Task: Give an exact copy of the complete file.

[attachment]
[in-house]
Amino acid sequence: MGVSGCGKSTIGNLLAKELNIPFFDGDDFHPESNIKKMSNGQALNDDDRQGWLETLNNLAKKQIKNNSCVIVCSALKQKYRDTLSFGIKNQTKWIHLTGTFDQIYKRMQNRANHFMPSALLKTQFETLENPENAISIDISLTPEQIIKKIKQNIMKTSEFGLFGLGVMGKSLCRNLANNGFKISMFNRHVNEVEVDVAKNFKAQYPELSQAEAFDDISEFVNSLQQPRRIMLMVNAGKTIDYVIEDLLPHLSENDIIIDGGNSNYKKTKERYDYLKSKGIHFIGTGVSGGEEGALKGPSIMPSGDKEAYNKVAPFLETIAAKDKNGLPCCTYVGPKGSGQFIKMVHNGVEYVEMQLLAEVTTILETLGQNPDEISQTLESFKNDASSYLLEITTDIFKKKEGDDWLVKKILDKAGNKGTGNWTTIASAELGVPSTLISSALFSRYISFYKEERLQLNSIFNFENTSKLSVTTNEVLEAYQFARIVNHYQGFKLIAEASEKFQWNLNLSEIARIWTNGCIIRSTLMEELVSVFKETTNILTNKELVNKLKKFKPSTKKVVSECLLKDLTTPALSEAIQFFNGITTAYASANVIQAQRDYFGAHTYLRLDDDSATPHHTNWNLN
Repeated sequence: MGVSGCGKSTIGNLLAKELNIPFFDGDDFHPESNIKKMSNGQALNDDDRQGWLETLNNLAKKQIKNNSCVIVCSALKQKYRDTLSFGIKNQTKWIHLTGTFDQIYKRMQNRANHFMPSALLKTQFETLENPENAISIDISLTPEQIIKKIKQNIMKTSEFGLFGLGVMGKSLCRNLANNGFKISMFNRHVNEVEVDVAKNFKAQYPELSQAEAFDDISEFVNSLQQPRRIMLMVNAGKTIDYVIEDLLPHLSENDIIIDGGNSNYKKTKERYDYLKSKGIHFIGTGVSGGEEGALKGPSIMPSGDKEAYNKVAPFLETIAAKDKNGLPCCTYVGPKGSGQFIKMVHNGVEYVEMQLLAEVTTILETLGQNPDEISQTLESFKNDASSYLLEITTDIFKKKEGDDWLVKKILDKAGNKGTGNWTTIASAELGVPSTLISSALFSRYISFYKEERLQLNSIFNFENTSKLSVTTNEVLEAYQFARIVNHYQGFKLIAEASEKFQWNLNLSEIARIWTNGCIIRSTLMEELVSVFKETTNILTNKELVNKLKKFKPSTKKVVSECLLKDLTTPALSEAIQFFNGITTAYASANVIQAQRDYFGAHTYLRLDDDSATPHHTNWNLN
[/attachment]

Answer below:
[in-house]
Amino acid sequence: MGVSGCGKSTIGNLLAKELNIPFFDGDDFHPESNIKKMSNGQALNDDDRQGWLETLNNLAKKQIKNNSCVIVCSALKQKYRDTLSFGIKNQTKWIHLTGTFDQIYKRMQNRANHFMPSALLKTQFETLENPENAISIDISLTPEQIIKKIKQNIMKTSEFGLFGLGVMGKSLCRNLANNGFKISMFNRHVNEVEVDVAKNFKAQYPELSQAEAFDDISEFVNSLQQPRRIMLMVNAGKTIDYVIEDLLPHLSENDIIIDGGNSNYKKTKERYDYLKSKGIHFIGTGVSGGEEGALKGPSIMPSGDKEAYNKVAPFLETIAAKDKNGLPCCTYVGPKGSGQFIKMVHNGVEYVEMQLLAEVTTILETLGQNPDEISQTLESFKNDASSYLLEITTDIFKKKEGDDWLVKKILDKAGNKGTGNWTTIASAELGVPSTLISSALFSRYISFYKEERLQLNSIFNFENTSKLSVTTNEVLEAYQFARIVNHYQGFKLIAEASEKFQWNLNLSEIARIWTNGCIIRSTLMEELVSVFKETTNILTNKELVNKLKKFKPSTKKVVSECLLKDLTTPALSEAIQFFNGITTAYASANVIQAQRDYFGAHTYLRLDDDSATPHHTNWNLN
Repeated sequence: MGVSGCGKSTIGNLLAKELNIPFFDGDDFHPESNIKKMSNGQALNDDDRQGWLETLNNLAKKQIKNNSCVIVCSALKQKYRDTLSFGIKNQTKWIHLTGTFDQIYKRMQNRANHFMPSALLKTQFETLENPENAISIDISLTPEQIIKKIKQNIMKTSEFGLFGLGVMGKSLCRNLANNGFKISMFNRHVNEVEVDVAKNFKAQYPELSQAEAFDDISEFVNSLQQPRRIMLMVNAGKTIDYVIEDLLPHLSENDIIIDGGNSNYKKTKERYDYLKSKGIHFIGTGVSGGEEGALKGPSIMPSGDKEAYNKVAPFLETIAAKDKNGLPCCTYVGPKGSGQFIKMVHNGVEYVEMQLLAEVTTILETLGQNPDEISQTLESFKNDASSYLLEITTDIFKKKEGDDWLVKKILDKAGNKGTGNWTTIASAELGVPSTLISSALFSRYISFYKEERLQLNSIFNFENTSKLSVTTNEVLEAYQFARIVNHYQGFKLIAEASEKFQWNLNLSEIARIWTNGCIIRSTLMEELVSVFKETTNILTNKELVNKLKKFKPSTKKVVSECLLKDLTTPALSEAIQFFNGITTAYASANVIQAQRDYFGAHTYLRLDDDSATPHHTNWNLN